Yesterday I was scanning the local news, as I often do, and I noticed a particular headline that got my attention.
The headline basically said that according to a researcher, rising sea levels will put Galveston, TX 25 percent underwater. Since I live near Galveston, I decided it was an article that I needed to read to find out if I needed to pack the Jeep and head for higher ground, or perhaps invest in a house boat, to avoid the coming flood waters.
Now I should know by now that the local media in this part of Texas, and perhaps everywhere now, tries to raise the level of sensationalism to epic levels in every story that they post.
So, the headline should have been a huge red flag to me since this was the same paper that just the day before had sensationalized a traffic stop involving a man legally carrying a gun by saying “Man pulled over by police in north Texas with gun in car.”
Of course in Texas I am sure that people with the legal right to carry a concealed handgun or rifle are pulled over every day by police without incident. The gun laws state that a concealed gun owner must alert the officer to the presence of the concealed firearm, and the traffic stop continues as normal just as it would were there not a gun in the car.
What made this particular gun in car police stop more tasty for the “if it bleeds it leads” newspaper was the fact that the man in the story pulled over with the gun was none other than George Zimmerman who was recently acquitted by a jury of his peers in Florida of manslaughter charges.
Had it been any other man with a gun in the car getting pulled over it would not have been news. And the officer did not even issue a ticket as Zimmerman was left with just a warning.
So with that and many other examples of poor reporting from my local media I should have taken the rising sea levels story as another example of Chicken Little the sky is falling reporting and nothing more.
And of course after reading the article that was exactly what it was. Basically according to the expert quoted in the article in 87 to 100 years, when most of the people reading this article will no longer be alive, the oceans are expected to rise and cover 25 percent of the current land along the coast.
After that more and more land will be covered every few decades until at some point Dallas, which is around four and a half hours from Galveston, becomes a beachfront town.
Actually, Dallas as a beachfront town might not be a bad thing since the only thing I really don’t like about Dallas, aside from the high occurrence of tornadoes, is the lack of a decent beach nearby.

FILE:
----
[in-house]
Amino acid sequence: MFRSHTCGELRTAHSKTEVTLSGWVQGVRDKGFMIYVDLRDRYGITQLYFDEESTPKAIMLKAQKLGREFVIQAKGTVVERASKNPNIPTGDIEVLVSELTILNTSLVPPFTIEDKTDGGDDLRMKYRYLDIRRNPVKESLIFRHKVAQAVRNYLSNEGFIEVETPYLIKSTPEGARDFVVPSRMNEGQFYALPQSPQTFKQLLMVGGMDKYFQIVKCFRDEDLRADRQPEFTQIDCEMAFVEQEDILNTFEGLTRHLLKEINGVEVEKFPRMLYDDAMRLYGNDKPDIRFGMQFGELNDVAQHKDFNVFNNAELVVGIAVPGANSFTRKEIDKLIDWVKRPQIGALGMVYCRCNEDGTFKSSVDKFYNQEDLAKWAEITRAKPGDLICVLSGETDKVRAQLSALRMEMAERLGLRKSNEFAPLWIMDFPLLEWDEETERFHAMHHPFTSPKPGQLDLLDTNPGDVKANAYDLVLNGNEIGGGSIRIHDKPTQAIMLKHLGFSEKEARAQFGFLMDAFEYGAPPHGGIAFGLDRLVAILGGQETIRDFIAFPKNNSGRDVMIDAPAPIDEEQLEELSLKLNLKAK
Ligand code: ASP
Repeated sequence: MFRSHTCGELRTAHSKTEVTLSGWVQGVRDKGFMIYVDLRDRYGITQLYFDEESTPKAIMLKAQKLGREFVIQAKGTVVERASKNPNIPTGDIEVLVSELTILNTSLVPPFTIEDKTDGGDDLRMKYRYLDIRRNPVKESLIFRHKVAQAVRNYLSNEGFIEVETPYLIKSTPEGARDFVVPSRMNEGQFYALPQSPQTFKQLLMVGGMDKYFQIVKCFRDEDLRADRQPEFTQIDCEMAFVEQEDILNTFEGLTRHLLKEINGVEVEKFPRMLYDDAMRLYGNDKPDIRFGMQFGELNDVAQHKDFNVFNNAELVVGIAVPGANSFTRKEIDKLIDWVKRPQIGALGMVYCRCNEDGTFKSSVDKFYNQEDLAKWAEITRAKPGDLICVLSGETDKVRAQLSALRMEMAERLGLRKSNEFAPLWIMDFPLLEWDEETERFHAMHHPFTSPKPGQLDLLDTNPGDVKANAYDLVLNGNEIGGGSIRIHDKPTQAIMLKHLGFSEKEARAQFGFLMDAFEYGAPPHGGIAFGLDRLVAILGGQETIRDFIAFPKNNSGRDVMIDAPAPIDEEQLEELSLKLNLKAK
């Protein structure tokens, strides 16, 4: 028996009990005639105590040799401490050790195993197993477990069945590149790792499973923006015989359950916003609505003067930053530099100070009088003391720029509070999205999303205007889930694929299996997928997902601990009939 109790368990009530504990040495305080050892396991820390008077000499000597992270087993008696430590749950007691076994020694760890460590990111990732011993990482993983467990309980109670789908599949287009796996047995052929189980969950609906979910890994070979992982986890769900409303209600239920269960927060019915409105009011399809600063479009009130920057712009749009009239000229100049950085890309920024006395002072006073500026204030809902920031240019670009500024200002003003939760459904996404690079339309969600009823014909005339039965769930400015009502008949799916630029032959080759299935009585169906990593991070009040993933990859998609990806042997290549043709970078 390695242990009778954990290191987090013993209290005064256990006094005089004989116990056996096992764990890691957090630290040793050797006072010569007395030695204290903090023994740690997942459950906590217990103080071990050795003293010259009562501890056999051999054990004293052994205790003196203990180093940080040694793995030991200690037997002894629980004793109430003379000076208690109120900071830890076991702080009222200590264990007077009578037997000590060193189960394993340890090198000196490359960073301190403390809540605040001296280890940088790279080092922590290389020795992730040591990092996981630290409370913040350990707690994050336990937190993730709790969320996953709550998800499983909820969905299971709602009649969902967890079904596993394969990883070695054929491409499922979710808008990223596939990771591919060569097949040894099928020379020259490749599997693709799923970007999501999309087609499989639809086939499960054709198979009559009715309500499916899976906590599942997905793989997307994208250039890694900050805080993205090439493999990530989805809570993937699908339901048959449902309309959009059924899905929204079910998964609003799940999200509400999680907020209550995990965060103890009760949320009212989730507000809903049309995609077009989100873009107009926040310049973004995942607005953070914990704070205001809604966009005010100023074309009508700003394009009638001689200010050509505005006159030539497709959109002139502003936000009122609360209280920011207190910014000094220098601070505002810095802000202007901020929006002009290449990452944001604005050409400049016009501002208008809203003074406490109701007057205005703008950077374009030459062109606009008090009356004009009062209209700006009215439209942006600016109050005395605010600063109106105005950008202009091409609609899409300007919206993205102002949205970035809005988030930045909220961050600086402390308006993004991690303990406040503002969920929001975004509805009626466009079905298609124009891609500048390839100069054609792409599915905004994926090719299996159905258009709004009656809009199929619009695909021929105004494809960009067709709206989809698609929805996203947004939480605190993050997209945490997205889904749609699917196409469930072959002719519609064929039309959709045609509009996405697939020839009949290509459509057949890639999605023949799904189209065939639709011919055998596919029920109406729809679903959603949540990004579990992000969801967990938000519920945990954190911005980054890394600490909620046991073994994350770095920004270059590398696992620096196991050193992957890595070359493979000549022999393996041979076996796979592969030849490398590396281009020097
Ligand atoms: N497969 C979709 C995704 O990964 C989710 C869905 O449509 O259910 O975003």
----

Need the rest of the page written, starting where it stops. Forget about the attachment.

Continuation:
So as has been the case for years the rising waters of the future are being blamed on polar ice melt caused by man made greenhouse gases, etc. While it is certainly important to do what one can as a society to ensure that climate change is not heightened through the efforts of man, there is tons of evidence showing that the change has little to do with man’s activities.
I am certainly a believer that the climate goes in cycles of change and there was another article in the paper that had me less concerned about the rising sea levels (beyond the comfort of knowing that I won’t be alive to see it).
There is a beach near Beaumont, TX that has arrowheads and other primitive tools wash up on shore from time to time. The items tend to wash up after a big storm churns up the waters of the Gulf of Mexico.
It is believed that the items come from long submerged villages about 25 miles out to sea. So that stands to reason that there has been ocean encroachment for centuries if not eons. And it is highly doubtful the early residents were emitting massive amounts of greenhouse gases leading to the flooding of their villages.
The seas will rise and fall again as they have before. As Eugene Levy’s character in the American Pie movies would say, “It’s a perfectly, ah, natural kind of thing.”
So despite headlines announcing pending doom and despair brought on by rising waters along the coast, the effects are centuries away from reaching the level of devastation seen in the Hollywood disaster films.
And who’s to say that the Earth doesn’t get destroyed by a huge asteroid before the oceans gobble up the shoreline since according to some people in the United States space industry that is the real threat facing the third rock from the sun.
And while I hold little faith in NASA’s asteroid lassoing efforts ever getting off of the ground, I certainly believe that technology will exist by the time the seas are rising to coast swallowing levels to pump the water inland for irrigation and desalination or find some other way to win the battle at the shoreline.
Now if you’ll excuse me, I need to go put a down payment on some future beachfront property in Dallas in case I live to be 150.
Copyright 2013 R. Anderson